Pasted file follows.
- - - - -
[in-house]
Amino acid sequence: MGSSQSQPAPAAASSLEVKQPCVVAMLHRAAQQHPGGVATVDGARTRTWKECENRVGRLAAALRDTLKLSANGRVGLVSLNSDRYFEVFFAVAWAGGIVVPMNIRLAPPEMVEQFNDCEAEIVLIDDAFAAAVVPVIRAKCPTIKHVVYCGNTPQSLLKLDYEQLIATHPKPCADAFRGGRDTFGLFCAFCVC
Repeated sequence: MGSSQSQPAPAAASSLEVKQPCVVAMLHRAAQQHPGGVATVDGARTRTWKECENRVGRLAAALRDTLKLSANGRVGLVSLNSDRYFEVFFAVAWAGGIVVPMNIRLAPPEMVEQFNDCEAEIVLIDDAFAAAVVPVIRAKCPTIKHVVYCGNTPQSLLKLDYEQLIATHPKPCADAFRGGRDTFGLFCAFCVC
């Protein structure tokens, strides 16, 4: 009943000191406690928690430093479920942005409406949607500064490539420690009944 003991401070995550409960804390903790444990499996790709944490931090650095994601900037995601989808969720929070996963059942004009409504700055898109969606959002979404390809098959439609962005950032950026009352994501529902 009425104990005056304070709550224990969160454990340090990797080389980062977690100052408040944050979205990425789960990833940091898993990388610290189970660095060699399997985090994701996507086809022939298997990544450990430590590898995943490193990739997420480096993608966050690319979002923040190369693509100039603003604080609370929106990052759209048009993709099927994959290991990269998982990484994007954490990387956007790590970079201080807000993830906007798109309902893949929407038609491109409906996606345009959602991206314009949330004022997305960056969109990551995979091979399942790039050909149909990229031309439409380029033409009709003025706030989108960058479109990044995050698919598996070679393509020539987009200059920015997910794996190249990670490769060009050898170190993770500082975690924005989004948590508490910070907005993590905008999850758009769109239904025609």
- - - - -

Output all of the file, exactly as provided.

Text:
[in-house]
Amino acid sequence: MGSSQSQPAPAAASSLEVKQPCVVAMLHRAAQQHPGGVATVDGARTRTWKECENRVGRLAAALRDTLKLSANGRVGLVSLNSDRYFEVFFAVAWAGGIVVPMNIRLAPPEMVEQFNDCEAEIVLIDDAFAAAVVPVIRAKCPTIKHVVYCGNTPQSLLKLDYEQLIATHPKPCADAFRGGRDTFGLFCAFCVC
Repeated sequence: MGSSQSQPAPAAASSLEVKQPCVVAMLHRAAQQHPGGVATVDGARTRTWKECENRVGRLAAALRDTLKLSANGRVGLVSLNSDRYFEVFFAVAWAGGIVVPMNIRLAPPEMVEQFNDCEAEIVLIDDAFAAAVVPVIRAKCPTIKHVVYCGNTPQSLLKLDYEQLIATHPKPCADAFRGGRDTFGLFCAFCVC
């Protein structure tokens, strides 16, 4: 009943000191406690928690430093479920942005409406949607500064490539420690009944 003991401070995550409960804390903790444990499996790709944490931090650095994601900037995601989808969720929070996963059942004009409504700055898109969606959002979404390809098959439609962005950032950026009352994501529902 009425104990005056304070709550224990969160454990340090990797080389980062977690100052408040944050979205990425789960990833940091898993990388610290189970660095060699399997985090994701996507086809022939298997990544450990430590590898995943490193990739997420480096993608966050690319979002923040190369693509100039603003604080609370929106990052759209048009993709099927994959290991990269998982990484994007954490990387956007790590970079201080807000993830906007798109309902893949929407038609491109409906996606345009959602991206314009949330004022997305960056969109990551995979091979399942790039050909149909990229031309439409380029033409009709003025706030989108960058479109990044995050698919598996070679393509020539987009200059920015997910794996190249990670490769060009050898170190993770500082975690924005989004948590508490910070907005993590905008999850758009769109239904025609």